Returning to the example with banks, there are a series of requirements that must be met by banks in general. First is the capital requirement, which sets the framework and principles on how banks must handle their capitals in regard to their assets. There is special capital measurement system (latest version of which is referred to as Basel II) that is very complicated, but in the same time risk sensitive. Then, there are reserve requirements that set the minimum necessary reserve for each bank to hold. But nowadays this requirement is losing its importance, giving way to capital adequacy. There are also requirements concerning corporate governance, which are aimed to encourage banks to be successfully managed (may regard corporate body, location, minimum number of directors, organizational structures with set number of offices and officers, approved articles with particular clauses describes, so that directors and staff act for the best interests of the company, etc.).
Financial reporting, disclose and prospectus requirements are essential to protect interests of the government, clients and the company itself. Banks are generally required to prepare annual financial statements in accordance with financial reporting standard, which must be checked and signed by the auditor, registered and published in commonly accessible source. More frequently financial disclosures are also expected, as well as it is required that directors attest the identity and accuracy of such disclosures, etc.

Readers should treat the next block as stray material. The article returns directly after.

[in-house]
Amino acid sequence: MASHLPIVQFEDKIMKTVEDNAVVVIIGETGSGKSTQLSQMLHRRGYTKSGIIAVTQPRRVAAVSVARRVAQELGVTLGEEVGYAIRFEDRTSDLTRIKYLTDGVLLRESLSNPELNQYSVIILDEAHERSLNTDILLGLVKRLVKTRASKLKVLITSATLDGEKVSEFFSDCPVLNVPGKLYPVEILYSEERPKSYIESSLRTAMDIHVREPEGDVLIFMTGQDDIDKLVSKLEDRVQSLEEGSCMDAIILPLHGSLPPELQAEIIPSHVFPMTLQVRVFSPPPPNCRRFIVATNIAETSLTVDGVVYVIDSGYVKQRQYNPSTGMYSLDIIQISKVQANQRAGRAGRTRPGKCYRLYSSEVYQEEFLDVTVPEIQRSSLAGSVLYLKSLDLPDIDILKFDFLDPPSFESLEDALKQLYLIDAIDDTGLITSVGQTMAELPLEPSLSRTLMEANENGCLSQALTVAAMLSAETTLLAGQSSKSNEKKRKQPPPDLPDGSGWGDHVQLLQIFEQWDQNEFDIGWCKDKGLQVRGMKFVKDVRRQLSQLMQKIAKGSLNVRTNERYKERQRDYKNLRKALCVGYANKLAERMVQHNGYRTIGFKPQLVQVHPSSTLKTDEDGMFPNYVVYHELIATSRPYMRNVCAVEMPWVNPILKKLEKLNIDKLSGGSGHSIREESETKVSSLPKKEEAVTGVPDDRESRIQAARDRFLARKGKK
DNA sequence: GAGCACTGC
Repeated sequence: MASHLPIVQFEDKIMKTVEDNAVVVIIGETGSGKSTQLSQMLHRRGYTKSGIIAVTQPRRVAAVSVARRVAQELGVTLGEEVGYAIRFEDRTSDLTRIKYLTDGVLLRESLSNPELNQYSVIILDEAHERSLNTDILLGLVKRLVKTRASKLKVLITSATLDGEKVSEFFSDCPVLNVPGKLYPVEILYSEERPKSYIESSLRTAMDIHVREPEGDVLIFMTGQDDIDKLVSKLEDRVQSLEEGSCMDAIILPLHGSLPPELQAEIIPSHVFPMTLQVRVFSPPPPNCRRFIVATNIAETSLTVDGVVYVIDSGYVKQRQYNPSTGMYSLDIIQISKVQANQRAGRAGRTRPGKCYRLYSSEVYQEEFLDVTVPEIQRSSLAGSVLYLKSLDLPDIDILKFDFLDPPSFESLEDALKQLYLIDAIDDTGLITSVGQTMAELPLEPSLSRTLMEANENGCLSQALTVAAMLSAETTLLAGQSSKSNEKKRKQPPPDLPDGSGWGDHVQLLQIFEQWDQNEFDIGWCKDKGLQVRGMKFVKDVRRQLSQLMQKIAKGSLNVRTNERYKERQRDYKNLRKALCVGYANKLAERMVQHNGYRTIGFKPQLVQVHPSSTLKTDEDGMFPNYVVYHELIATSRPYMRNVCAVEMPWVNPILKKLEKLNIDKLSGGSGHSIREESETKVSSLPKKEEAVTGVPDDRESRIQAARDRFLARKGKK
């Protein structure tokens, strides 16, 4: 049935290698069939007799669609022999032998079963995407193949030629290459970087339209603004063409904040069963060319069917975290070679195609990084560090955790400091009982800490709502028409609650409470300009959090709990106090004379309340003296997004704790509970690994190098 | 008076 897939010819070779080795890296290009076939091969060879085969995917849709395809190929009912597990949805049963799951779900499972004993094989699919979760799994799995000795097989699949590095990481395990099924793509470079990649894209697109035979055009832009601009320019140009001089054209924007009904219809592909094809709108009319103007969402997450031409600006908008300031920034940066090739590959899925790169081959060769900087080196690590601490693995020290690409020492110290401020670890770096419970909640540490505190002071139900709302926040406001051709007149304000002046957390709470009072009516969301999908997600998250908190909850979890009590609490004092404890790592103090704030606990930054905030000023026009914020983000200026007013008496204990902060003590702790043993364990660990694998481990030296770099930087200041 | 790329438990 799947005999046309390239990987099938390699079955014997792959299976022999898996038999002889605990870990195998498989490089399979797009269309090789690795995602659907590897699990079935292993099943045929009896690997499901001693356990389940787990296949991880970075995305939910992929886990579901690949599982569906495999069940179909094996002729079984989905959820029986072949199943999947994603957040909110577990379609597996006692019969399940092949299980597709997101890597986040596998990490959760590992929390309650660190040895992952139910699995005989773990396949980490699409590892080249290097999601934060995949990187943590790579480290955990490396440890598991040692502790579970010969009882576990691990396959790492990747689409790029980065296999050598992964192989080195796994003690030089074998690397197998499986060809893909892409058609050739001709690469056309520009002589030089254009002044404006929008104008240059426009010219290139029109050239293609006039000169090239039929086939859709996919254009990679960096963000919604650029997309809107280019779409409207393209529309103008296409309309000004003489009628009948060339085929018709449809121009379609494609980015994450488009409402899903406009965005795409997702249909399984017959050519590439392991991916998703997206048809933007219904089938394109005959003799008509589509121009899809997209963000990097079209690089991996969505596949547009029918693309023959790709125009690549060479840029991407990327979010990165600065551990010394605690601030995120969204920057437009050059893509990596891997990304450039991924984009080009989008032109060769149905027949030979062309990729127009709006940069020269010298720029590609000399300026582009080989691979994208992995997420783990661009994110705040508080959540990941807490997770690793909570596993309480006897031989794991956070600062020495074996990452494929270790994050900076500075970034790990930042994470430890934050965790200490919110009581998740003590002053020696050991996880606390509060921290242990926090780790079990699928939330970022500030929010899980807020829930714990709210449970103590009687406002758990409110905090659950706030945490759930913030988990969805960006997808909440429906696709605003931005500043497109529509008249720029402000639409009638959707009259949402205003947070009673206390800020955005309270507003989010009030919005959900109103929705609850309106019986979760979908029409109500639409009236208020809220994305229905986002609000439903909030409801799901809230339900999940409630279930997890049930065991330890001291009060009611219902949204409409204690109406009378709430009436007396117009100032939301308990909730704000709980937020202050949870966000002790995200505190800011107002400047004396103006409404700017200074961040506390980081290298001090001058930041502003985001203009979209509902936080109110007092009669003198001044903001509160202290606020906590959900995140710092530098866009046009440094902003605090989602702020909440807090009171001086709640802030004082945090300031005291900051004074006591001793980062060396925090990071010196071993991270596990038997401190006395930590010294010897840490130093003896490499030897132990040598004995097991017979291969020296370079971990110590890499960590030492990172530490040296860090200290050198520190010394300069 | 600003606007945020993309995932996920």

Banks can be also required to receive and uphold credit ratings from approved rating agency, which is very valuable information for investors and prospector investors.
Banks may be also restricted from having large exposures to individual counterparties or connected ones. There are also related party exposure restrictions, activity and affiliation restrictions, payments systems requirements, etc. All those regulations are imposed to control financial market and secure money flows, as well as protect interest of all interested parties.